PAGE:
Swimmer’s ear is the familiar name for a condition more scientifically known as otitis externa. It’s a bacterial infection of the outer ear canal (the passageway that leads to the eardrum). Some people are more susceptible than others, and this type of infection is more common in children than adults. It’s not the same as typical childhood ear infections, though, which generally occur deeper in the ear structure, in the middle ear, often in conjunction with a cold or other illness.
This painful condition can put a real damper on things for people who love swimming. However, with some good information, it can usually be prevented or quickly and easily treated if it occurs.
Risk Factors for Developing Swimmer’s Ear
Swimmer’s ear results from bacterial growth in the ear canal when water gets trapped there. Dark, damp conditions are prime breeding grounds for bacteria. So, people with narrower ear canals—which includes kids—are more likely to have water trapped and to develop otitis externa.
Even minor abrasions in the ear canal greatly increase the chances of developing swimmer’s ear. People who use earbuds or hearing aids, for example, may develop small breaks in the ear canal’s skin. Aggressive wax removal or wax removal using a pointed object can cause small cuts, too. Also, allergic reactions to earrings or personal care products can cause breaks in the skin.
Swimming in water with elevated bacteria levels is a big risk factor as well. This might include natural bodies of water or a poorly maintained pool.
Symptoms and Complications of Swimmer’s Ear
This infection usually starts out mild, but it can progress quickly without treatment. Itching, redness, and swelling in the ear canal are common initial signs, as is some drainage of clear fluid. There’s usually also some discomfort or pain, particularly when the outside of the ear is pulled, bumped, or even just touched.
These symptoms usually become worse over time, and pus may also start leaking out of the ear canal. Hearing may become dulled or muffled, and there may be a full or clogged sensation in the ear.
When swimmer’s ear becomes advanced, the pain is often intense and radiates to the face, neck, and/or side of the head. The outside of the ear sometimes swells, as can the lymph nodes in the neck, the ear canal may become blocked, and hearing is more severely affected. There may also be a fever.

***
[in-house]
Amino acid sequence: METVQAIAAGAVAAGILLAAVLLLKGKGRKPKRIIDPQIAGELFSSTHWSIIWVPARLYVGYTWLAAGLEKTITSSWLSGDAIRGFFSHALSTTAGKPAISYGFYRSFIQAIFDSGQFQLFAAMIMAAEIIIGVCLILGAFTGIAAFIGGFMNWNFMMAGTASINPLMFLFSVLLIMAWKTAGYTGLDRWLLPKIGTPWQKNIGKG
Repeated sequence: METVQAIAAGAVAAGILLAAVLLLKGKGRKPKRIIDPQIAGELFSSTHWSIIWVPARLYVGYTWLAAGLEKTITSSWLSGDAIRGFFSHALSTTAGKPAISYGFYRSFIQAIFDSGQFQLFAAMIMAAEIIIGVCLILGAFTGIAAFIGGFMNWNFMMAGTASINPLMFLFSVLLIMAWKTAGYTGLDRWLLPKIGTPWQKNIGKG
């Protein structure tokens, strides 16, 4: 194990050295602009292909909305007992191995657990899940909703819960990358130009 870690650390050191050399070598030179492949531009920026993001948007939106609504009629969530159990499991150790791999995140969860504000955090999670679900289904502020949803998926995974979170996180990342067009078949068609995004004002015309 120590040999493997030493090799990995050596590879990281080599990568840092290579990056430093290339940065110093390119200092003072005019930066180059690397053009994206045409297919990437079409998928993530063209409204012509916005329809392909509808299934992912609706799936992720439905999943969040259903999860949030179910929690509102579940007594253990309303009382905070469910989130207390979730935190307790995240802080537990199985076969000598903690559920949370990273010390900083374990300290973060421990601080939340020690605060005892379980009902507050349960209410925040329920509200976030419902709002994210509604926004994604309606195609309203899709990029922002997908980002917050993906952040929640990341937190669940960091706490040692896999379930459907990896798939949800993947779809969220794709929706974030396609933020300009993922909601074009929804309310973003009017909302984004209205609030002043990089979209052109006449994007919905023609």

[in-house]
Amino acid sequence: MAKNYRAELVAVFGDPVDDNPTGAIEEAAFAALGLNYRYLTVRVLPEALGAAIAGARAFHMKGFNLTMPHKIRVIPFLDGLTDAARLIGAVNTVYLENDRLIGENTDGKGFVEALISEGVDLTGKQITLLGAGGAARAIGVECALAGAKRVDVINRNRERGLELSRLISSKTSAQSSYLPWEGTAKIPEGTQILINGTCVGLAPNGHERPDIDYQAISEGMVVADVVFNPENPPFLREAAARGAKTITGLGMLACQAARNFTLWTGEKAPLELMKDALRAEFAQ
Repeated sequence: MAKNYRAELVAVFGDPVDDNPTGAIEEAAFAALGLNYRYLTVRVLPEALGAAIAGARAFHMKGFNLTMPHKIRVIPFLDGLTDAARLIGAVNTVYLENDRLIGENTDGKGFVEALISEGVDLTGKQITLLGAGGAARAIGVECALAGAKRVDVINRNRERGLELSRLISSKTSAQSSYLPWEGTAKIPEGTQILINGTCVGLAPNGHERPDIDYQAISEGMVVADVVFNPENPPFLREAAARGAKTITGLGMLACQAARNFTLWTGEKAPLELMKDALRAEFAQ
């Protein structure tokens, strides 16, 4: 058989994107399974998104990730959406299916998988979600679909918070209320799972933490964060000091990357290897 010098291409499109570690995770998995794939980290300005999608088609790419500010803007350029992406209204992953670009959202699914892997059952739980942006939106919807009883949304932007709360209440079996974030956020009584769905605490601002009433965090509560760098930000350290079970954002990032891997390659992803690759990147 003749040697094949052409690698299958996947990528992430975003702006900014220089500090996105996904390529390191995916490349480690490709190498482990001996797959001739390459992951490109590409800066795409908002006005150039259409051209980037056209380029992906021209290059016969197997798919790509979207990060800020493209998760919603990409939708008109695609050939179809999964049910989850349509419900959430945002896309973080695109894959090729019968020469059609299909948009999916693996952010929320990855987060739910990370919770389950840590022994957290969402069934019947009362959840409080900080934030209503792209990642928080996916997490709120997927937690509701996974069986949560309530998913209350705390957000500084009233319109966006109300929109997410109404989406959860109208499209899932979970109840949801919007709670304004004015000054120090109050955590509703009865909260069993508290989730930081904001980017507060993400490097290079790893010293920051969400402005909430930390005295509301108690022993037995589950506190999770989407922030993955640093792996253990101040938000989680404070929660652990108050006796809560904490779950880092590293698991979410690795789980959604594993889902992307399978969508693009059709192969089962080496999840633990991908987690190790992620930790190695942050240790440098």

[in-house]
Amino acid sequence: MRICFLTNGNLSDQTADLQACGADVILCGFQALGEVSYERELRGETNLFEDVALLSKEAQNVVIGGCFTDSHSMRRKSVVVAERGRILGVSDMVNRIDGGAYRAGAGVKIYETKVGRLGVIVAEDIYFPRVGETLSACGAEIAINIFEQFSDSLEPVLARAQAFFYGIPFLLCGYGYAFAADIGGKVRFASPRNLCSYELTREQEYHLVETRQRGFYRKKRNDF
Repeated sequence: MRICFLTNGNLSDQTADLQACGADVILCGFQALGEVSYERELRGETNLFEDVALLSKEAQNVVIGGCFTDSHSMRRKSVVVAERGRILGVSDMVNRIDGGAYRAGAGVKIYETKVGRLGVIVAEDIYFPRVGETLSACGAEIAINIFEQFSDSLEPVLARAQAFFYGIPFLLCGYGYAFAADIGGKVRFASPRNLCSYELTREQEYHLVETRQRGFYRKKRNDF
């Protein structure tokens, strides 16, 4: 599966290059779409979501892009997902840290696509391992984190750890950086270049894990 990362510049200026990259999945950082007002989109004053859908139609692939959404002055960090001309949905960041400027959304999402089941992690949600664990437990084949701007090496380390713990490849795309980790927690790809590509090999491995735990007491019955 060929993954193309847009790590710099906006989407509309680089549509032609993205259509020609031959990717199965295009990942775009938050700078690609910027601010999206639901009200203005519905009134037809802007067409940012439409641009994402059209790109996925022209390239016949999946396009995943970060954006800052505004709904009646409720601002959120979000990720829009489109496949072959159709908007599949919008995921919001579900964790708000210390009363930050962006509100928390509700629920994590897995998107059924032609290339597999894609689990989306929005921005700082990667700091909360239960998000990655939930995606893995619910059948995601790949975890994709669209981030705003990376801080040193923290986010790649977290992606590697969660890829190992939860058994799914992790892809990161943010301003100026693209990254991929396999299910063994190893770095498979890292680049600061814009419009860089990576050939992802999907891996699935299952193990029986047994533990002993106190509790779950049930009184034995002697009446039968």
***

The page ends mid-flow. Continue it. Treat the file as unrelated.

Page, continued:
Left unchecked, complications of swimmer’s ear can include partial or complete but usually temporary hearing loss, deeper and more dangerous infections like cellulitis, and bone or cartilage damage.
Diagnosing and Treating Swimmer’s Ear
If you or your child experiences pain in the ear or any of the above symptoms, schedule a doctor’s appointment promptly. The doctor or pediatrician will ask about the symptoms, examine the ear with an otoscope, and remove any excess wax or other obstructions with an ear curette or small suction device.
Antibacterial ear drops treat swimmer’s ear. Sometimes, topical products also containing an antifungal agent or anti-inflammatory agent like steroids are prescribed. If the infection is particularly painful, a painkiller may be recommended, too.
During treatment, stay out of the water and use a cotton ball or cap to keep the inside of the affected ear dry during showers or baths. Also, refrain from using ear plugs, earbuds, or other items inserted in the ear. This all generally holds for seven to 10 days, but check with the doctor for personalized advice.
If the infection doesn’t clear up, the doctor may take a culture to determine the type of bacteria so that a more targeted antibiotic can be prescribed. If there are signs of concerning complications, there may be a referral to an ear, nose, and throat (ENT) specialist.
Preventing Swimmer’s Ear
There are several ways to reduce the risk of developing otitis externa, and it’s a good idea to use them if you’ve found you’re prone to these ear infections. One of the simplest things to do is to help your ears dry efficiently after swimming; tip your head to each side and hold it for 10 seconds to encourage draining. Then gently dry your outer ear with a clean towel (but don’t stick anything into your ear canal, as that can cause breaks in the skin or damage your ear drum).
Be gentle when cleaning your ears, don’t use hair pins or other pointed objects to dig out wax, and refrain from putting items like earbuds in. In fact, ear wax helps protect your ears, so consider leaving it in. Also, if you tend to suffer irritation from hair dyes or hair styling products, put cotton balls in your ears before applying them.
Swim in properly maintained pools and keep up with elevated bacteria count alerts if you swim in natural bodies of water. Well-fitted ear plugs made for swimmers are also good at keeping water and bacteria out of the ear canal (but ear plugs made to dampen sound are useless in this respect).